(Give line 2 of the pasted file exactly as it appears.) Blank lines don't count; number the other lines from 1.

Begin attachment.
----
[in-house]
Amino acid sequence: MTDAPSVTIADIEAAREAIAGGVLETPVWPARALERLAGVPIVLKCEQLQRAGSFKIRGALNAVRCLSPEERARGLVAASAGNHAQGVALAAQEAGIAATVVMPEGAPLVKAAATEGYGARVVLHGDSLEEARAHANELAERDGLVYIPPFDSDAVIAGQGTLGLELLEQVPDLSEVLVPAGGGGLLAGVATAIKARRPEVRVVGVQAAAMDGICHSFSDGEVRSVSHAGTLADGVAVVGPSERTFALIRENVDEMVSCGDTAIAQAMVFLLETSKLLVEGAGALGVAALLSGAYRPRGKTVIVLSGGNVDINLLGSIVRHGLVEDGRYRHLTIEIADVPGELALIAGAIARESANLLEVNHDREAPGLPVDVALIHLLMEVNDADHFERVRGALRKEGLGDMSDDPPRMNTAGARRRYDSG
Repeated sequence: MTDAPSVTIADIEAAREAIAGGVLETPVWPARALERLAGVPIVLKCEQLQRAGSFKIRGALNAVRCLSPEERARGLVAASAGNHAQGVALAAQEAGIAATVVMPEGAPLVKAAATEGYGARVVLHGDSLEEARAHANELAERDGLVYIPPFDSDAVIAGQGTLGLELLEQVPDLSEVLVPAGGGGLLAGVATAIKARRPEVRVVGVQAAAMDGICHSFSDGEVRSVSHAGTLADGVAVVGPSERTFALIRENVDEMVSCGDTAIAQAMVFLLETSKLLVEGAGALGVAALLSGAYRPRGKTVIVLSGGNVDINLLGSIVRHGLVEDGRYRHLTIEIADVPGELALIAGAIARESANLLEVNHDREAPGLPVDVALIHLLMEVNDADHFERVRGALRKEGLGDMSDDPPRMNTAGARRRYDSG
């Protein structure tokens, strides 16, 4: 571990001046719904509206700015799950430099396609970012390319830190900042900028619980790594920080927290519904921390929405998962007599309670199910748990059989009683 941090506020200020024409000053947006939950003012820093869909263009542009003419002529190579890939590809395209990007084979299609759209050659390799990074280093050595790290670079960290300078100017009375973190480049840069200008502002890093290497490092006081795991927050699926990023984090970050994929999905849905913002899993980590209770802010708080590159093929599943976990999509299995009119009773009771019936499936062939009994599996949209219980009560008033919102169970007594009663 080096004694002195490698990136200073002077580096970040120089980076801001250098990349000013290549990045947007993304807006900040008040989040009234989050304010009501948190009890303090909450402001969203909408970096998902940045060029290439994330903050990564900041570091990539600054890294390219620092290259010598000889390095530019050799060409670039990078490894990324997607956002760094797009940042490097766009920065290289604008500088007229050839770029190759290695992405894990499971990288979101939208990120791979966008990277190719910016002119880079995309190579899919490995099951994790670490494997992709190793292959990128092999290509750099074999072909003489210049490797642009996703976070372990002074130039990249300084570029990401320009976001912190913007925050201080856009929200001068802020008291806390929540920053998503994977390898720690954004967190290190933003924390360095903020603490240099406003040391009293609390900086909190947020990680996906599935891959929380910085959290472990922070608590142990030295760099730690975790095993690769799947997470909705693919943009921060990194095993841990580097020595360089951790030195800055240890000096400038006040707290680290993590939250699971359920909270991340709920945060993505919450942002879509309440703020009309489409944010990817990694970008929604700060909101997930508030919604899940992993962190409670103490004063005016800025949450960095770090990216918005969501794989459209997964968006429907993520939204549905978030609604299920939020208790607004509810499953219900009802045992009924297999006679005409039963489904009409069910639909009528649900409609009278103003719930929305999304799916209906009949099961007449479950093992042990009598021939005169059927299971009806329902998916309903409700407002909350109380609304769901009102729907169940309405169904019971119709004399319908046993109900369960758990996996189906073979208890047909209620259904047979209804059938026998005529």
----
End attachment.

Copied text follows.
Amino acid sequence: MTDAPSVTIADIEAAREAIAGGVLETPVWPARALERLAGVPIVLKCEQLQRAGSFKIRGALNAVRCLSPEERARGLVAASAGNHAQGVALAAQEAGIAATVVMPEGAPLVKAAATEGYGARVVLHGDSLEEARAHANELAERDGLVYIPPFDSDAVIAGQGTLGLELLEQVPDLSEVLVPAGGGGLLAGVATAIKARRPEVRVVGVQAAAMDGICHSFSDGEVRSVSHAGTLADGVAVVGPSERTFALIRENVDEMVSCGDTAIAQAMVFLLETSKLLVEGAGALGVAALLSGAYRPRGKTVIVLSGGNVDINLLGSIVRHGLVEDGRYRHLTIEIADVPGELALIAGAIARESANLLEVNHDREAPGLPVDVALIHLLMEVNDADHFERVRGALRKEGLGDMSDDPPRMNTAGARRRYDSG